Review links protruding teeth to long-term oral health risks
ADELAIDE, Australia: A new systematic review has reported that children with protruding primary or early permanent teeth have an increased chance of damaging them. However, the researchers affirmed that the oral health risks linked to protruding teeth can be significantly reduced without entailing prohibitive costs.
The review, undertaken at the University of Adelaide, included 41 studies and more than 50,000 children aged under 19 years and confirmed a direct link between the degree to which a young patient’s teeth protrude and the probability of damaging them. “Traumatic dental injuries have been identified as the fifth most prevalent disease or injury globally and their subsequent management is costly,” said Dr Esma Doğramacı, lecturer in orthodontics in the Faculty of Health and Medical Sciences at the University of Adelaide Dental School. “While the number of traumatic dental injuries have fallen over recent decades, they have significant physical, psychological and economic consequences,” she added. “Young children up to the age of 6 years with teeth that stick out more than 3 mm have over three times higher chance of trauma than children without protruding teeth. Children over 6 years with teeth that protrude more than 5 mm have over double the chance of trauma.”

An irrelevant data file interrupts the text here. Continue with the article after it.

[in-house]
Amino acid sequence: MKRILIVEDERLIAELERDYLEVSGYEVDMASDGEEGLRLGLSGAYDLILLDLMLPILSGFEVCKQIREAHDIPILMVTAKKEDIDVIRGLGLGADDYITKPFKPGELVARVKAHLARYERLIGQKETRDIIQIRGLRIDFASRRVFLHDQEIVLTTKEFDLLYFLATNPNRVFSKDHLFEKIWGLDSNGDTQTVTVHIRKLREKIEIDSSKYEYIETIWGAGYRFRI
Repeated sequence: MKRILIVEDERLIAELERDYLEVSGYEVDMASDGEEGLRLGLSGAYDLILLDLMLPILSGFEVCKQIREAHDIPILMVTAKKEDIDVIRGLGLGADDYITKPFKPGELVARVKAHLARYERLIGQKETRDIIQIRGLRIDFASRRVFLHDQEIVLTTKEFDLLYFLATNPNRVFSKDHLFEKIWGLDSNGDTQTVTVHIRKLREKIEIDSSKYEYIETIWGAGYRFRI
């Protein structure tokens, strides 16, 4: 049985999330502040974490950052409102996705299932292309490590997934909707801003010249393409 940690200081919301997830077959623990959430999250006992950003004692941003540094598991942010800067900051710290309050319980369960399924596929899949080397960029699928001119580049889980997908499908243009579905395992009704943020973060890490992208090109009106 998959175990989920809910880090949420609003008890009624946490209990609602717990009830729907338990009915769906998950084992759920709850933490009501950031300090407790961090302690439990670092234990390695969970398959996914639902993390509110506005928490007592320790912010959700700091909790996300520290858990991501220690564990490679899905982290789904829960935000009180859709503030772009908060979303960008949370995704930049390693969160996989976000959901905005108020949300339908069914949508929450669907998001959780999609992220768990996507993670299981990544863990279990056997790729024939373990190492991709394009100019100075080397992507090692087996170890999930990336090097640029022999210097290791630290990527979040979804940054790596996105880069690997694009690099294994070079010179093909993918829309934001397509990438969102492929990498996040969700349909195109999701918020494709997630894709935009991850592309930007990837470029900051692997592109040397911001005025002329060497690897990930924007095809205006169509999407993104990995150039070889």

According to Doğramacı, corrective orthodontic treatment of children’s teeth is not usually undertaken until all permanent teeth have erupted, usually after the age of 12 years. However, an expensive visit to an orthodontist is not essential to protect protruding teeth, she said. “A dentist can easily measure how far a child’s teeth stick out and recommend whether they should be fitted with a brace. They can apply simple braces which can reduce the prominence of protruding teeth and significantly reduce the chance of them being damaged,” explained Doğramacı.
In order to protect protruding teeth from damage, Doğramacı recommends discouraging children from sucking their thumb and suggests they wear a mouth guard. “Early identification and protection of protruding teeth through regular dental check-ups reduces the chance of early problems becoming long-term dental issues,” she commented. “If young teeth are broken or knocked out, long-term issues may occur, like the need for root canal treatment or even tooth loss, requiring a lifetime commitment for general dental treatment.”
“Also, if orthodontic treatment is carried out on teeth that have previously suffered from trauma, further complications can occur during orthodontics that could lead to the loss of those teeth,” she added. “The results of this study confirm that regular check-ups, particularly for children, are a must for good long-term dental health.”
The study, titled “The association of overjet size and traumatic dental injuries—A systematic review and meta-analysis”, was published online on 6 May 2019 in Dental Traumatology, ahead of inclusion in an issue.